3. I am nearing 66 years old..... I have no interest in contacting anyone. All I need to have is a nationality....a REAL Birthday...... the place U was born...... my soul will never be at peace. I have lived my life without identity.... if anyone can help me please contact me.

  4. This is the dissent discussed in the comment below. See comments on that story for an amazing discussion of likely judicial corruption of some kind, the rejection of the rule of law at the very least. http://www.theindianalawyer.com/justices-deny-transfer-to-child-custody-case/PARAMS/article/42774#comment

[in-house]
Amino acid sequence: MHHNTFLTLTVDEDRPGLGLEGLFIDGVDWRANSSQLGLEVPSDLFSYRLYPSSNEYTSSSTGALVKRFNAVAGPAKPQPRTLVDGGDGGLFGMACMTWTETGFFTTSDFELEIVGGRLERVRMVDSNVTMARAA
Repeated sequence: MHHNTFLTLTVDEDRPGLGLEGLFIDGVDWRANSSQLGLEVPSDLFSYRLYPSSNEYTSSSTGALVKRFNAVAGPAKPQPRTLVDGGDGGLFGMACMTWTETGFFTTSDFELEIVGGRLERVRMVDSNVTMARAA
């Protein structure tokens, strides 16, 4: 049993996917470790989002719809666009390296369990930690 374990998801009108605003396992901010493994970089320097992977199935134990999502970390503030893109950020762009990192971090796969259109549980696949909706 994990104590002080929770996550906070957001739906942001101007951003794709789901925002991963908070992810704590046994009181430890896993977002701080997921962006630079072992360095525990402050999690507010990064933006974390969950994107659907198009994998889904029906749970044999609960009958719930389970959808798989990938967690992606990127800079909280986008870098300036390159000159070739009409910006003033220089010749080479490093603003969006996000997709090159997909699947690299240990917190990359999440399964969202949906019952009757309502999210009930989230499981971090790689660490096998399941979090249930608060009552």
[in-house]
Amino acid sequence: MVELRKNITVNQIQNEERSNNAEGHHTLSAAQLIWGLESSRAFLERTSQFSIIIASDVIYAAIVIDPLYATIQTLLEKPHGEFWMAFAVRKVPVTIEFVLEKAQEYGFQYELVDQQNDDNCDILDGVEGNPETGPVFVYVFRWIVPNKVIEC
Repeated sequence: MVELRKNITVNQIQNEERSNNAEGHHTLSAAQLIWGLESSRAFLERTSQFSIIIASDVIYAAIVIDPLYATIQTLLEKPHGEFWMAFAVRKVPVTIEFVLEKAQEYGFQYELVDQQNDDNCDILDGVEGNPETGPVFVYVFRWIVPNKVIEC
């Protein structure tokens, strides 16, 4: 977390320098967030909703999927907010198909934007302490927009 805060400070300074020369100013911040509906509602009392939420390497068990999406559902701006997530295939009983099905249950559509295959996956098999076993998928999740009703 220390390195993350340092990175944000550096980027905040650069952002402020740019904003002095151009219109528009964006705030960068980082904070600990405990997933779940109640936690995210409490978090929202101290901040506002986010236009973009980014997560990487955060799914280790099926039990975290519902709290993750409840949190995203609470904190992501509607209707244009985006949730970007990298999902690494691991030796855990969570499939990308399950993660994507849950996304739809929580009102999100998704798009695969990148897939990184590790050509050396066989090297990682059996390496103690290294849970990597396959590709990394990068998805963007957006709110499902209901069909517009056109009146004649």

5. That means much to me, thank you. My own communion, to which I came in my 30's from a protestant evangelical background, refuses to so affirm me, the Bishop's courtiers all saying, when it matters, that they defer to the state, and trust that the state would not be wrong as to me. (LIttle did I know that is the most common modernist catholic position on the state -- at least when the state acts consistent with the philosophy of the democrat party). I asked my RCC pastor to stand with me before the Examiners after they demanded that I disavow God's law on the record .... he refused, saying the Bishop would not allow it. I filed all of my file in the open in federal court so the Bishop's men could see what had been done ... they refused to look. (But the 7th Cir and federal judge Theresa Springmann gave me the honor of admission after so reading, even though ISC had denied me, rendering me a very rare bird). Such affirmation from a fellow believer as you have done here has been rare for me, and that dearth of solidarity, and the economic pain visited upon my wife and five children, have been the hardest part of the struggle. They did indeed banish me, for life, and so, in substance did the the Diocese, which treated me like a pariah, but thanks to this ezine ... and this is simply amazing to me .... because of this ezine I am not silenced. This ezine allowing us to speak to the corruption that the former chief "justice" left behind, yet embedded in his systems when he retired ... the openness to discuss that corruption (like that revealed in the recent whistleblowing dissent by courageous Justice David and fresh breath of air Chief Justice Rush,) is a great example of the First Amendment at work. I will not be silenced as long as this tree falling in the wood can be heard. The Hoosier Judiciary has deep seated problems, generational corruption, ideological corruption. Many cases demonstrate this. It must be spotlighted. The corrupted system has no hold on me now, none. I have survived their best shots. It is now my time to not be silent. To the Glory of God, and for the good of man's law. (It almost always works that way as to the true law, as I explained the bar examiners -- who refused to follow even their own statutory law and violated core organic law when banishing me for life -- actually revealing themselves to be lawless.)